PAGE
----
research seminar | 30 May 2017 | Goldsmiths, University of London

Newton Mobility Grants
Scheme 2016

British Academy &
Office of Higher Education
Commission, Thailand

Centre for Contemporary Social and
Cultural Studies, Faculty of Sociology
and Anthropology, Thammasat University

Media Ethnography Group,
Department of Media and Communications,
Goldsmiths, University of London

Mobile Media and Communication Practices in Southeast Asia

Tuesday, 30 May 2017 | 13.00-18.00

Professor Stuart Hall Building, Room 305
Goldsmiths, University of London
poster: Saraj Sindhuprama
This seminar brings together researchers from a range of disciplines with a shared interest in ethnographic research focused on mobile media and communication practices in Southeast Asia.
The seminar aims to explore the value of situating locally and/or nationally contextualised research on mobile technologies and practices of social interaction, communication, coordination, consumption, repair and use within a broader regional framework. The workshop proposes at the outset that a regional framing brings two distinct advantages. Firstly, it alerts us to the fact that mobile media and communication practices need to be understood in relation to deep interconnections across nation-state borders, as manifested in the trajectories and cultural/economic ties of millions of migrants within the region, and in the development of more or less ‘neoliberalised’ telecommunication infrastructures. Secondly, the region provides a valuable analytic frame for comparison that encourages critical perspectives to emerge from an exploration of convergent and divergent practices.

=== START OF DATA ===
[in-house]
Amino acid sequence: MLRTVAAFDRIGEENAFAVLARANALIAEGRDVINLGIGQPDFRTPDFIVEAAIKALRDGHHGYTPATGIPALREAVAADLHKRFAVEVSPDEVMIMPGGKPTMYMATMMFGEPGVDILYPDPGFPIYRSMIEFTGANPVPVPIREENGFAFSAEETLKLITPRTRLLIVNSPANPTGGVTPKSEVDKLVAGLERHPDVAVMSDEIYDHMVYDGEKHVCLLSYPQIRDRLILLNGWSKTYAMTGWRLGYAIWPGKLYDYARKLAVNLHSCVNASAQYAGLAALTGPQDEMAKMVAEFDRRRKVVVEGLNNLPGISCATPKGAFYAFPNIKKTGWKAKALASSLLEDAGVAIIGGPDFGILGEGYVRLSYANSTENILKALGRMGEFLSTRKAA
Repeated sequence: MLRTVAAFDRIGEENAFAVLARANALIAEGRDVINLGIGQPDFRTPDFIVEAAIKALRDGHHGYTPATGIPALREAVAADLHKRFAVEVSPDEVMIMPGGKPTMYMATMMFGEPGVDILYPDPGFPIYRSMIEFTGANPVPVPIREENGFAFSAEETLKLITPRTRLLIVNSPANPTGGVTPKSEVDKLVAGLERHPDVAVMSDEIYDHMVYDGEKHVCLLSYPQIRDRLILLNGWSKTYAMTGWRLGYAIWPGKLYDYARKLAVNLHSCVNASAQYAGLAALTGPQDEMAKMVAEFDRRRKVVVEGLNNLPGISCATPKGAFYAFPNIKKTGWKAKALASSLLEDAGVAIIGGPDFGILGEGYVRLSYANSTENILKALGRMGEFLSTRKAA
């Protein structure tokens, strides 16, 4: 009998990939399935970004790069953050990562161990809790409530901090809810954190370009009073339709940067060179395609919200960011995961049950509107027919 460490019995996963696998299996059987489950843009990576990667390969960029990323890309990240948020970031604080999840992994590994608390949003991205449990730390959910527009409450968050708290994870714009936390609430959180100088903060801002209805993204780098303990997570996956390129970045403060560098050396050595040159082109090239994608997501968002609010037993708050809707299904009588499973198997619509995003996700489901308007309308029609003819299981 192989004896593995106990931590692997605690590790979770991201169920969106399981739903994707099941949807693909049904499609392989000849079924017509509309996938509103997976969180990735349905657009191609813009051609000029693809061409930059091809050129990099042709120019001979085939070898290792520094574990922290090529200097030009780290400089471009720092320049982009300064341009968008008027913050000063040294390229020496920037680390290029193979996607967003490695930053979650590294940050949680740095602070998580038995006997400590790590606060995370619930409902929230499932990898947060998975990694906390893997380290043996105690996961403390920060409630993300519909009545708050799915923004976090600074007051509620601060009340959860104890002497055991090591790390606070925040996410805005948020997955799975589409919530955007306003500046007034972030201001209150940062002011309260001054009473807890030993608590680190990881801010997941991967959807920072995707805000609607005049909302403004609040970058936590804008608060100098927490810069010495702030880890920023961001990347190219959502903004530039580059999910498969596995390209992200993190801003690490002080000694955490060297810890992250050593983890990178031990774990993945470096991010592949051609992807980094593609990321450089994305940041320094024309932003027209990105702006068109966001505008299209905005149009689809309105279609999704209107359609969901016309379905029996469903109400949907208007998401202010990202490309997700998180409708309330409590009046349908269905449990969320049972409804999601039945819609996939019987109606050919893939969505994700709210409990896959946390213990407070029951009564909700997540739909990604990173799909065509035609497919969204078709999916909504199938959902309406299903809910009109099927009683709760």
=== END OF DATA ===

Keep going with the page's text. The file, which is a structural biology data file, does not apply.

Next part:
The seminar is part of a 12-month training and research exchange project on Mobile Media and Everyday Life in Southeast Asia funded by the British Academy Newton Mobility Grant scheme 2016 and conducted in partnership between the Goldsmiths Media Ethnography Group and the Centre for Contemporary Social and Cultural Studies (CCSCS), Thammasat University, Bangkok.
The proposition unifying the project’s training and research exchange activities concerns the need to conceptualise mobile media and agency by researching people’s everyday negotiation of the contradictory realities of mobile media infrastructure. The partnership was conceived as a context for developing methods attuned to the paradoxes of connectivity, specifically the ways that states in the region have sought to harness the economic promise of digital connectivity whilst simultaneously exercising control over the way in which their citizens use these communication tools.

session 1

session 2

session 3